Thousands of kilometres of roads across the state remained closed or with restricted access in the wake of severe flooding.
As of Thursday afternoon, 6420 kms of state-controlled roads within 32 local government areas remain closed or with restricted access.
Transport minister Mark Bailey visited the north west this week to assess the damage.
“Floods waters have turned sections of the Flinders Highway into road confetti,” he said.
“I was picking up bits of the road and bending them easily, like putty in my hands, so that gives you an indication of how much water has gone through there.
“TMR crews are out doing repairs at the moment.
“They are doing good work in extreme temperatures and have made a fair bit of progress removing livestock carcasses from the roads.
“We’re looking to re-open the Flinders Highway as soon as we can, even if that’s down to one lane.”
Mr Bailey said he met with Cloncurry Shire Council Mayor Greg Campbell and McKinlay Shire Council Mayor Belinda Murphy provide them with an update on the road and rail recovery effort.
“Their communities have never seen anything like this and they know the country better than anyone, they know how big the job ahead is,” he said.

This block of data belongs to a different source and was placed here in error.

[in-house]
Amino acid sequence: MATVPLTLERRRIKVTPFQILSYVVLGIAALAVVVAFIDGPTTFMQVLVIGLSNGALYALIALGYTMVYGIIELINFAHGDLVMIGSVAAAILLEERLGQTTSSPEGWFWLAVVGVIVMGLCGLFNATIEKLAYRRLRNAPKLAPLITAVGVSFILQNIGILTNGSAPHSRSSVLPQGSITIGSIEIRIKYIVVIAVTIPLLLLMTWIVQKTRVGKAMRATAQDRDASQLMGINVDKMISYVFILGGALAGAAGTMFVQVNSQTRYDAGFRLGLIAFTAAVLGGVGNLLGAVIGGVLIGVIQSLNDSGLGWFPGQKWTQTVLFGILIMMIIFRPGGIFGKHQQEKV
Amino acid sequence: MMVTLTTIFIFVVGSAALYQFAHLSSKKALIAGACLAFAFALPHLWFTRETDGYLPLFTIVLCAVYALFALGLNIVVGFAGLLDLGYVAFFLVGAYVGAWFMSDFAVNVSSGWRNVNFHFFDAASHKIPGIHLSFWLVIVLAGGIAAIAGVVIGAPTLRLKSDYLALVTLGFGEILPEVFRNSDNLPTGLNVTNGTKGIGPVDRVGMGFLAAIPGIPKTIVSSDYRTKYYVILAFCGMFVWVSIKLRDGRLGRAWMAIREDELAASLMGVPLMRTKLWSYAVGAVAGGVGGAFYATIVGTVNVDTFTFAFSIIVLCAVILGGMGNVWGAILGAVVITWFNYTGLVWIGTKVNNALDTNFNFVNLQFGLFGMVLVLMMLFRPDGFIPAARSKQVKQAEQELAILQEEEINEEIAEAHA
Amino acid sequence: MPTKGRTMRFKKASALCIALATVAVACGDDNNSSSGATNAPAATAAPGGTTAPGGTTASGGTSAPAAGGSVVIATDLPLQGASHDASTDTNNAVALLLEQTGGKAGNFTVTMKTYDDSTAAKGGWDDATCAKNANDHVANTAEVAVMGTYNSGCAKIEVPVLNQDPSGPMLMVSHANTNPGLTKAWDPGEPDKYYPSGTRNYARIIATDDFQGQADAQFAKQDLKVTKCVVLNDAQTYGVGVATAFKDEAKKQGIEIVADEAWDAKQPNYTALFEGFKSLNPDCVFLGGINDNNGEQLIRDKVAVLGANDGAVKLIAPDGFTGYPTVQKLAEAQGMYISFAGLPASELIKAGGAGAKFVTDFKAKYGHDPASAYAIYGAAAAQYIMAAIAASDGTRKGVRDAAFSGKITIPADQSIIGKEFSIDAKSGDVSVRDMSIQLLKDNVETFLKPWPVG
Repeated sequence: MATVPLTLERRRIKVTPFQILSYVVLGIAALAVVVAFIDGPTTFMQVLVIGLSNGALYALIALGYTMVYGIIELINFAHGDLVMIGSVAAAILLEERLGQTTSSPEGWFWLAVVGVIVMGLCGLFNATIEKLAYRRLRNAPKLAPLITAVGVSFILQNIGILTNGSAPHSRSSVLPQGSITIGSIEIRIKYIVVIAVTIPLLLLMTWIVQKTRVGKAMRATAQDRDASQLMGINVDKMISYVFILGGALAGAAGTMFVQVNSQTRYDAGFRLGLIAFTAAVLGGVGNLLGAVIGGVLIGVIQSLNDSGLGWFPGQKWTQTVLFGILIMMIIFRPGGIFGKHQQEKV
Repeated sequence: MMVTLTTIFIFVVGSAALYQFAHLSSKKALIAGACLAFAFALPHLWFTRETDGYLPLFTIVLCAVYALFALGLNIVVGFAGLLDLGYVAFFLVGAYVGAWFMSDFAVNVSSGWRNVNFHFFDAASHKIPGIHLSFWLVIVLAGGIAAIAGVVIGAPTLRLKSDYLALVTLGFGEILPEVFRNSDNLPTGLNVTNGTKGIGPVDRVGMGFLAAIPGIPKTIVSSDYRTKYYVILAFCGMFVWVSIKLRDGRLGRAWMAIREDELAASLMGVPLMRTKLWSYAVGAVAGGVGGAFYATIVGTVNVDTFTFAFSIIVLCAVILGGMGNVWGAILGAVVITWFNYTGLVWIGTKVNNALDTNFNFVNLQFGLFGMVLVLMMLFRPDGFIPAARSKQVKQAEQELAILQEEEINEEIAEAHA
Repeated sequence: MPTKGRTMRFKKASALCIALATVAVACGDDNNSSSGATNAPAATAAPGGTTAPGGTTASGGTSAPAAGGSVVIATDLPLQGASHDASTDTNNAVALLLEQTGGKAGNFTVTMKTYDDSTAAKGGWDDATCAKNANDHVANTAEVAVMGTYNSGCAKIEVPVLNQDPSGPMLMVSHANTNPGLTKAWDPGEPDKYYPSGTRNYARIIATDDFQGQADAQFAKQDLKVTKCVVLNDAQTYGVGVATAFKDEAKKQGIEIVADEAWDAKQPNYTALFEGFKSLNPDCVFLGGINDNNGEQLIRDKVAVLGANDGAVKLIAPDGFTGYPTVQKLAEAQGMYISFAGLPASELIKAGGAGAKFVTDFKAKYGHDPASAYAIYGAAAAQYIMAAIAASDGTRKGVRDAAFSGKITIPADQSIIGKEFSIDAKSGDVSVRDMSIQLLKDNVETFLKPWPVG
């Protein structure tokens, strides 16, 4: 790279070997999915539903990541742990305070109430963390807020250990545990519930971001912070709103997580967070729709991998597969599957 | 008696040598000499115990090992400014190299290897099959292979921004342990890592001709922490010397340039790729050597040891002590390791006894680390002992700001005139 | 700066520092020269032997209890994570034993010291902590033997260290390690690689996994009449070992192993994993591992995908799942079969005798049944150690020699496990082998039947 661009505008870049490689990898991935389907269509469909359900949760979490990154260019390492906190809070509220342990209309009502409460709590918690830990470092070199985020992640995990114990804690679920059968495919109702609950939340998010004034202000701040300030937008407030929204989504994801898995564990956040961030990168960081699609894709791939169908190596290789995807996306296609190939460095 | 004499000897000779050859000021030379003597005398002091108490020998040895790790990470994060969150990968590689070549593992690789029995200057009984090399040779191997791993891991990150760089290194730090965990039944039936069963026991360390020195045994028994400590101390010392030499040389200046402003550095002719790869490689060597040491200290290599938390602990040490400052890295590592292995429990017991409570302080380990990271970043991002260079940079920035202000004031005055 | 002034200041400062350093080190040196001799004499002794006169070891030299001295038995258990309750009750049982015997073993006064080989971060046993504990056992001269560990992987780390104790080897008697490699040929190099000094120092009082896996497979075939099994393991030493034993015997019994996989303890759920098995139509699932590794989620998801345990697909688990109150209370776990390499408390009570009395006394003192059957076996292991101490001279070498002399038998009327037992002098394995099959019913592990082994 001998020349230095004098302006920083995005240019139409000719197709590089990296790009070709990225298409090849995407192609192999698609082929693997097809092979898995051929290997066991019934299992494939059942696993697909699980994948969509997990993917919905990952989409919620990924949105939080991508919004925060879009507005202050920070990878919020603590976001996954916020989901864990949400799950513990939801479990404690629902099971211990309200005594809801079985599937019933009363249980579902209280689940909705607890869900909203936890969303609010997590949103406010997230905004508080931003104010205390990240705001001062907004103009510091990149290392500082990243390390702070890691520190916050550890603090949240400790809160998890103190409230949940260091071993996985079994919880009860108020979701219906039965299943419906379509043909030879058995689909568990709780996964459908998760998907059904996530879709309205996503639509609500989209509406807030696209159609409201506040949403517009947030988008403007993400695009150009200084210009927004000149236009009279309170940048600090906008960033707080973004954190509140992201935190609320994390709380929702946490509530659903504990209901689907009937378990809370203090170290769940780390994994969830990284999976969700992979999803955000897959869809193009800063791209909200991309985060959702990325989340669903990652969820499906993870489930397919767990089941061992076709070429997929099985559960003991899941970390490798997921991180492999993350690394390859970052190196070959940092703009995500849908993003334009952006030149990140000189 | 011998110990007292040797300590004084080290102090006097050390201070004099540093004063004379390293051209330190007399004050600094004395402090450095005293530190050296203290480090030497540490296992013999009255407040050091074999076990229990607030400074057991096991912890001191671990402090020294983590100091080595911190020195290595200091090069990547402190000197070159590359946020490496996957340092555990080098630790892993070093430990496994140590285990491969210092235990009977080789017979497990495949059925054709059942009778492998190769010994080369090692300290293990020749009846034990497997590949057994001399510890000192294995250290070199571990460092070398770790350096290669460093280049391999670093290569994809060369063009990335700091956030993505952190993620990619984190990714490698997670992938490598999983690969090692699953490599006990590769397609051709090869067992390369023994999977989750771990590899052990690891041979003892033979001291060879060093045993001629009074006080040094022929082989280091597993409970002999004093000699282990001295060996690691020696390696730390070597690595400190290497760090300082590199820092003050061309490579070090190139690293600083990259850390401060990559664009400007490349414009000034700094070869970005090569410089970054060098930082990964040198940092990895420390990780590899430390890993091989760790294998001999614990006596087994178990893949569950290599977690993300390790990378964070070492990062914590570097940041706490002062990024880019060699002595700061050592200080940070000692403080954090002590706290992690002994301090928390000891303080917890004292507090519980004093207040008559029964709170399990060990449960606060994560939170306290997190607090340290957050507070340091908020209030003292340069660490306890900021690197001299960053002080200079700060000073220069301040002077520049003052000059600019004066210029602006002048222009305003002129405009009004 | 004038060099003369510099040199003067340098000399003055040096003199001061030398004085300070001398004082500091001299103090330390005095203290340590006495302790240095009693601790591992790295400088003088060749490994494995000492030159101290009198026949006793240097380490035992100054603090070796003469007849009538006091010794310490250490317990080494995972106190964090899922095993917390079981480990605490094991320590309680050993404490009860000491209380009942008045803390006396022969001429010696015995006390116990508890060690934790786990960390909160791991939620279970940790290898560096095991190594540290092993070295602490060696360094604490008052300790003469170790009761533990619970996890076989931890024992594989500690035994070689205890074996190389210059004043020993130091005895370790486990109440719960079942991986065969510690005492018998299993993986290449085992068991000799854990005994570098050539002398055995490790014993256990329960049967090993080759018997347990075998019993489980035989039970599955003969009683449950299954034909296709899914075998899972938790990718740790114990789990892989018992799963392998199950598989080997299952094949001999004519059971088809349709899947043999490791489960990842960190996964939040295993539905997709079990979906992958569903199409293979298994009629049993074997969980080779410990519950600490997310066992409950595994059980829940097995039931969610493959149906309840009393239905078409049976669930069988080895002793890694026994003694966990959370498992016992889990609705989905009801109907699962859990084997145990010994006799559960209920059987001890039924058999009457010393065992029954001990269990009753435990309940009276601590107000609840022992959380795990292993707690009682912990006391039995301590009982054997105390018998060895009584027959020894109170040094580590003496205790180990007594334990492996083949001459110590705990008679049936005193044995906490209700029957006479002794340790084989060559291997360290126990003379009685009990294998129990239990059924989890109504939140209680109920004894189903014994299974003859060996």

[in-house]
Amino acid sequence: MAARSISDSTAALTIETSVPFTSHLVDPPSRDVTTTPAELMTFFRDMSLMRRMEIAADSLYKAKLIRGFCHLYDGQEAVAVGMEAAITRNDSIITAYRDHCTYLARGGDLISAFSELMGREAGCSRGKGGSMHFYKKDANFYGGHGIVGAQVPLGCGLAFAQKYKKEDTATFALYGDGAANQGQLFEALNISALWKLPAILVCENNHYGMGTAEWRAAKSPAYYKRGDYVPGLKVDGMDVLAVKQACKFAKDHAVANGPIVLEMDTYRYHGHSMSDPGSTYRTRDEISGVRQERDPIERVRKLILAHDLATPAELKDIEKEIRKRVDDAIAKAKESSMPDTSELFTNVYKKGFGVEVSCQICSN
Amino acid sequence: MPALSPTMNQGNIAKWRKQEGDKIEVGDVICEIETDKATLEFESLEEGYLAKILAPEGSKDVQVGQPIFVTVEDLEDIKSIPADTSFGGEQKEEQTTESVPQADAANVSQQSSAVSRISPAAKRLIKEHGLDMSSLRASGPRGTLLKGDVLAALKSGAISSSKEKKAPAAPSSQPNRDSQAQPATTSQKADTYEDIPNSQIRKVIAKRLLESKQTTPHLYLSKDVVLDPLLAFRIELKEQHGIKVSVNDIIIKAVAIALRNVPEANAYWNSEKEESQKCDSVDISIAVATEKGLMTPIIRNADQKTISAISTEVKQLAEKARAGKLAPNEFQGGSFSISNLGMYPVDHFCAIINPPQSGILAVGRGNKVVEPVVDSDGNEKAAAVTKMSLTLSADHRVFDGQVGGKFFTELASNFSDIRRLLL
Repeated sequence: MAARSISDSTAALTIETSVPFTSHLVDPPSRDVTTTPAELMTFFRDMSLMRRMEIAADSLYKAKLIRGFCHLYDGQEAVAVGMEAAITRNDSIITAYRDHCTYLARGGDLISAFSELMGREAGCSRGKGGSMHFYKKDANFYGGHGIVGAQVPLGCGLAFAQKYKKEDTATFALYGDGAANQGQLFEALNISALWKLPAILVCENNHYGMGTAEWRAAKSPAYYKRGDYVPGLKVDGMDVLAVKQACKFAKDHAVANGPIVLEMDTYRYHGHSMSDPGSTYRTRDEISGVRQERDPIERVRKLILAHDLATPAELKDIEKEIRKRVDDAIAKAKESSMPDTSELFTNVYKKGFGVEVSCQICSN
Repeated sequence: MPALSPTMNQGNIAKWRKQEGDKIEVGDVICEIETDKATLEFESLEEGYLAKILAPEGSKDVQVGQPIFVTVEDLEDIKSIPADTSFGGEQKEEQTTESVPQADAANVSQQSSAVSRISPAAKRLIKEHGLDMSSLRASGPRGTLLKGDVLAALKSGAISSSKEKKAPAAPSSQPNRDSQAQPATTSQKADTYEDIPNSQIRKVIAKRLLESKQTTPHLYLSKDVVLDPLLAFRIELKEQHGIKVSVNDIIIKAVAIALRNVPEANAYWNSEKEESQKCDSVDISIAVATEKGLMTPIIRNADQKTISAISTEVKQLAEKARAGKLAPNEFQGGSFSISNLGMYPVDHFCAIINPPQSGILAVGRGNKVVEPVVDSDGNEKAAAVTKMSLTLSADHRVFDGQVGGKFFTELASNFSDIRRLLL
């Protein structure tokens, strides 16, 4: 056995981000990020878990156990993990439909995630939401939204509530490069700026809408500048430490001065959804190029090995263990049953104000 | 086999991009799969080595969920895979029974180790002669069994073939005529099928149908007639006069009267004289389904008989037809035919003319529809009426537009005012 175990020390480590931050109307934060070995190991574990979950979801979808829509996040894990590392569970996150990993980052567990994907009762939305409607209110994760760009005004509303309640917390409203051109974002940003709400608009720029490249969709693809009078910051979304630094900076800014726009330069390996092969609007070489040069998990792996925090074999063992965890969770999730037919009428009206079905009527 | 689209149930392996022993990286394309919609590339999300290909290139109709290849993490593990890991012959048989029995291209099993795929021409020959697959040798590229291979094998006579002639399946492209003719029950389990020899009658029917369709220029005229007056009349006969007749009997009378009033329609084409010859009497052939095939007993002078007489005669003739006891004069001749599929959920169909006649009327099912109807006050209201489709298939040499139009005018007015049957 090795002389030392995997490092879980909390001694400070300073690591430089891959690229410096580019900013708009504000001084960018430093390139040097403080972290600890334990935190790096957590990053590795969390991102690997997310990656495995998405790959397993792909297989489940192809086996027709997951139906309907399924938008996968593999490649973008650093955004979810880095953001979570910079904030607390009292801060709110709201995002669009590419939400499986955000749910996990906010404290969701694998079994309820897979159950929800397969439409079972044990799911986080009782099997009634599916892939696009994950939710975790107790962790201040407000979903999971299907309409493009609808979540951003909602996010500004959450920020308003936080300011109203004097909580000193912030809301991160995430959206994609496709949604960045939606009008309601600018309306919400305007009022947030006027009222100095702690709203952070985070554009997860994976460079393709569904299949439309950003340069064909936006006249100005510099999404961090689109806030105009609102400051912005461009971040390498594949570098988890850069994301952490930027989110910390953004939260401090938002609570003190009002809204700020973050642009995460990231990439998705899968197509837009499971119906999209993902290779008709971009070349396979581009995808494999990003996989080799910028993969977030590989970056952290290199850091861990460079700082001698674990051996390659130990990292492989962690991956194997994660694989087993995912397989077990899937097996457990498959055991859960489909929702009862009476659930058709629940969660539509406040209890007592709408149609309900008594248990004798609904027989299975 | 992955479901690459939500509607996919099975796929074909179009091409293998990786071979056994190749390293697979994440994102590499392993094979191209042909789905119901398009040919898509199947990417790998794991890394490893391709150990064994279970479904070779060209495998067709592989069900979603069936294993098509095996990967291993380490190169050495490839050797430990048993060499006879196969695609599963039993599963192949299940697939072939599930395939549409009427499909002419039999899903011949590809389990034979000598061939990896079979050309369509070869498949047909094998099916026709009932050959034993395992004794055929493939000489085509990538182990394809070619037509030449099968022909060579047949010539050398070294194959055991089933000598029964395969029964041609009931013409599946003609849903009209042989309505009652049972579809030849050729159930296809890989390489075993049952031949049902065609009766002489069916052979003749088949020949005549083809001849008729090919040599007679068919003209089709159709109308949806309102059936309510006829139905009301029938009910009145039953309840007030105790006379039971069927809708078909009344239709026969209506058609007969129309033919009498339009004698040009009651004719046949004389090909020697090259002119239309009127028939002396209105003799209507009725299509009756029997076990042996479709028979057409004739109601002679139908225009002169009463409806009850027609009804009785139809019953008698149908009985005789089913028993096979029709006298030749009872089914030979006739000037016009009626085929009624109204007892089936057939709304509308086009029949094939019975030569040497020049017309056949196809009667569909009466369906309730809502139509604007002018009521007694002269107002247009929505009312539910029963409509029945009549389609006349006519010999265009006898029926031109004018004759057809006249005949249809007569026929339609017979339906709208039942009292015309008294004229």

Emergency works underway include landslip repairs around Townsville following landslips on Hervey Range Road and Mount Spec road and pavement repairs on sections of the Bruce Highway from Cairns to Mackay.
Work is also underway on the Burke Development Road at Cloncurry, the Flinders Highway at Charters Towers, McKinlay and Richmond, the Wills Development Road and multiple roads in Winton.
The Barkly Highway has reopened from the Cloncurry to the Northern Territory border after emergency works, along with the Diamantina Developmental Road from Boulia to Cloncurry and the Mount Isa to Duchess road.
Still on the agenda is a plan to reopen affect sections of the Flinders Highway to one lane, with bridge inspections on the two O'Connell bridges and the Alice Creek bridge already complete.
Hervey's Range Road is expected to reopen with restricted access late this week.
The Mount Isa rail line has also been badly affected by the flooding, with Mr Bailey describing the train derailment at Nelia as "one of the biggest logistical challenges" with the recovery.
“It will be a major operation to remove those wagons," he said.
“The ground out there is still incredibly soft, so a temporary road will probably need to be built parallel to the rail line to allow for the wagons to be lifted off the line."
Flinders Shire Council Mayor Jane McNamara is among those counting the costs of the road damage.
"Our staff are contacting people to get preliminary estimations with regards to infrastructure and roads and so forth in the shire, and so far they are estimating $5-$10 million in damage to local roads, with $5 million being a conservative estimate," she said.
"We have 2000km of roads in the Flinders Shire and about three quarters of them have been affected in some manner, with about 40 per cent of them seriously damaged.
"The bigger worry for the whole region is the Flinders Highway being out for such a long time and also the railway line."